Most advice about sales metrics treats the work of the salesperson as though it is a black box. These advisors recommend that sales managers track how much goes into the black box (open opportunities, deal size), how much comes out of the black box (closed opportunities, win rates) and how long opportunities spend inside the black box (sale cycle).
These metrics track the flow of work that passes through the black box of sales work. But they provide little information about what is happening inside the black box. They ignore that the sales process consists of a series of value-adding steps and they fail to measure these incremental steps. They make it impossible to anticipate the results of sales activities and to make adjustments to the process.
If you were to look inside that black box, the first thing you would see is that multitasking is killing the productivity of your salespeople. Instead of spending all their time negotiating sales, most of their time goes to administrative tasks, account management, proposal generation, prospecting, and fulfillment logistics.
Empower Salespeople to Focus on Selling
The first step to improve your sales results is to cease treating the work of sales like a black box. You can do this by dividing the labor of sales so that salespeople spend more time negotiating sales and less time on other tasks. Delegate the other tasks to less-skilled and lower-paid individuals. In the case of prospecting, delegate the work to an organizational system of generating opportunities.
Now that salespeople can focus their efforts on selling, your growth will primarily be a function of the number of meaningful selling interactions (MSIs) that your salespeople conduct each day. Therefore Justin Roff-Marsh explains, this is the activity that you need to measure obsessively.
Obsess on Volume of Meaningful Sales Interactions (MSIs)
How do you agree on the definition of an MSI? Rather than try to agree on exactly what constitutes an MSI, it may be easier to eliminate all the interactions that are not meaningful (leaving a message, agreeing to call back later, dropping off some paperwork) and then start tracking everything else.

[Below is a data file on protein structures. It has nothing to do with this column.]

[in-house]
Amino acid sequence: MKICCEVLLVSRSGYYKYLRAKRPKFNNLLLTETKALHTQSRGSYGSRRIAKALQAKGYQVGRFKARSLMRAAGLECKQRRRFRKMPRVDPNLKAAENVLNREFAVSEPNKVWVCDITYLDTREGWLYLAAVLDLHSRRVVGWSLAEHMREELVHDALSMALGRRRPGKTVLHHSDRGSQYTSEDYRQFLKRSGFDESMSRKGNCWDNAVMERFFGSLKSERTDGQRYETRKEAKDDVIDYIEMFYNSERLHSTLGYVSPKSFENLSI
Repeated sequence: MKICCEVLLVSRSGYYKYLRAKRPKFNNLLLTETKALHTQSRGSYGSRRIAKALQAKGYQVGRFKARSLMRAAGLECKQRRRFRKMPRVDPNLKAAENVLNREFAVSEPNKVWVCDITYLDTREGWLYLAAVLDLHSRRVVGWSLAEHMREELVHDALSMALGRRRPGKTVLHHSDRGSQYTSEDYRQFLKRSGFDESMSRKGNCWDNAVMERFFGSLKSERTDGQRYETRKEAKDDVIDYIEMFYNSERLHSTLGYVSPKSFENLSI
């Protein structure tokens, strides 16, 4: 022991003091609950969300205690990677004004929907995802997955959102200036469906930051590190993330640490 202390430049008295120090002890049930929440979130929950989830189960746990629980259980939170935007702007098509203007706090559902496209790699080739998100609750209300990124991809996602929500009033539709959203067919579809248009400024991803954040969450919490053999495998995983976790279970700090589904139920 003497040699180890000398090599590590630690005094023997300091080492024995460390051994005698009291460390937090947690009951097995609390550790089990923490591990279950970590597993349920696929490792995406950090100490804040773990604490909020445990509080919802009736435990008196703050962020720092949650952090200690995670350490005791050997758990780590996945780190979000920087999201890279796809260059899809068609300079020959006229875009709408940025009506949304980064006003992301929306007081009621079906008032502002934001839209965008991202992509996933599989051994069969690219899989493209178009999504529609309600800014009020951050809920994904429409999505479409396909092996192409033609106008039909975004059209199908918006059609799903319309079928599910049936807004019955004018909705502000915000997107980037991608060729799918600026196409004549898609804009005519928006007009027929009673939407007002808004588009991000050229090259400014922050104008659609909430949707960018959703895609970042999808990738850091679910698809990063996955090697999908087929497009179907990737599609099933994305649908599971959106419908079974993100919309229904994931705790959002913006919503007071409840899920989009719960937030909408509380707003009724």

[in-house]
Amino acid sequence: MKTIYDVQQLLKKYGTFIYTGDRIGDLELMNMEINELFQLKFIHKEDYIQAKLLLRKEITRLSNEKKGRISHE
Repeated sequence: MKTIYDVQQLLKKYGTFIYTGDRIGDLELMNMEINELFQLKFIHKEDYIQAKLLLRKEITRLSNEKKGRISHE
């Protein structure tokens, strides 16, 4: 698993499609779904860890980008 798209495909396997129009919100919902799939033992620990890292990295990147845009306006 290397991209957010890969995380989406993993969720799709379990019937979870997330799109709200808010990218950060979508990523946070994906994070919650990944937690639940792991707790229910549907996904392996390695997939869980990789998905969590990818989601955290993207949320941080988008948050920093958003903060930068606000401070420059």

To successfully track MSIs, you must insist that your salespeople record all of their MSIs. Salespeople may be reluctant at first, but will get on board with this requirement once you start running daily work-in-progress (WIP) meetings.
WIP meetings should be stand-up meetings 20 minutes in duration. They should consist almost exclusively of a review of the work that your team members are performing along with some role-playing. You should run these WIP meetings daily for your inside sales people and twice weekly for your field reps. Field reps can join via videoconference if they are remote.
Once you’ve recorded each person’s MSIs at the WIP meeting, you can shift the conversation from the topic of activity to a conversation about the status of the opportunities that each person is pursuing.
You can’t discuss every opportunity that every salesperson has open but you can select two or three notable opportunities for each salesperson in each meeting and discuss them. You want to get through but ask tough questions that expose each salesperson’s understanding of their potential client situation, the logic behind the solution they’re proposing, and what they’re doing to maintain the velocity of each sales opportunity. The final component of your group meeting should be a quick role-playing exercise where you drill critical communication techniques.
Although the primary purpose of the WIP meeting is to track MSI activity, you can expect many additional benefits from these meetings. The simple act of recording activity and discussing opportunities will likely cause an incremental increase in sales activity levels and in sales volume.
As you shift the work of sales from craftwork to teamwork, go inside the black box and start measuring the volume of meaningful sales interactions.